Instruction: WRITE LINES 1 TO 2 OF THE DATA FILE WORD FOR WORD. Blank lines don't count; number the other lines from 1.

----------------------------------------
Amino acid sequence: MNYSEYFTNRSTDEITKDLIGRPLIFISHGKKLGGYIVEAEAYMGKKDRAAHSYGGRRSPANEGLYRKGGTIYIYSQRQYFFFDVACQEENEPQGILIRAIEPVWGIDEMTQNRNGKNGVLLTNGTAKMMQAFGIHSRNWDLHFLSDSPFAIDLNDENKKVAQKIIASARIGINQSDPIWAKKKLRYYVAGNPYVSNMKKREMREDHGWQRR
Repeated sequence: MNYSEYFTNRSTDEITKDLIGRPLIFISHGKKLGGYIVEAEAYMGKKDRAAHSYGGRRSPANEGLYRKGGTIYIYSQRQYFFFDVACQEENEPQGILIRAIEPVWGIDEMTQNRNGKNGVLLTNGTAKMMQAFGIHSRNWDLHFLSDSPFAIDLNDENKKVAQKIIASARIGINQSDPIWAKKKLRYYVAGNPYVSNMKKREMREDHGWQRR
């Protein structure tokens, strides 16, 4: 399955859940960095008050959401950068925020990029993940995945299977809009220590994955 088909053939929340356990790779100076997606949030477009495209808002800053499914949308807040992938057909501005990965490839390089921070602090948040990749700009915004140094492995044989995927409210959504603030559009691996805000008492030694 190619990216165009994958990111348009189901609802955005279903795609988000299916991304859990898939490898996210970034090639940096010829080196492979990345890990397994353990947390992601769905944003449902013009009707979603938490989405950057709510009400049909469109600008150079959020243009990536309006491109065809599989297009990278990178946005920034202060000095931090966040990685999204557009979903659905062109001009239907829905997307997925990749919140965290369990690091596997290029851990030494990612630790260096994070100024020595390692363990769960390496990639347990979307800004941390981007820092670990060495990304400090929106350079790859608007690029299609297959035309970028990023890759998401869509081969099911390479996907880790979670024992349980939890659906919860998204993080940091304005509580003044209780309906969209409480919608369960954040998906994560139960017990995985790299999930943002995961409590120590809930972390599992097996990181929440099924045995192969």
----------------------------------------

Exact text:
Amino acid sequence: MNYSEYFTNRSTDEITKDLIGRPLIFISHGKKLGGYIVEAEAYMGKKDRAAHSYGGRRSPANEGLYRKGGTIYIYSQRQYFFFDVACQEENEPQGILIRAIEPVWGIDEMTQNRNGKNGVLLTNGTAKMMQAFGIHSRNWDLHFLSDSPFAIDLNDENKKVAQKIIASARIGINQSDPIWAKKKLRYYVAGNPYVSNMKKREMREDHGWQRR
Repeated sequence: MNYSEYFTNRSTDEITKDLIGRPLIFISHGKKLGGYIVEAEAYMGKKDRAAHSYGGRRSPANEGLYRKGGTIYIYSQRQYFFFDVACQEENEPQGILIRAIEPVWGIDEMTQNRNGKNGVLLTNGTAKMMQAFGIHSRNWDLHFLSDSPFAIDLNDENKKVAQKIIASARIGINQSDPIWAKKKLRYYVAGNPYVSNMKKREMREDHGWQRR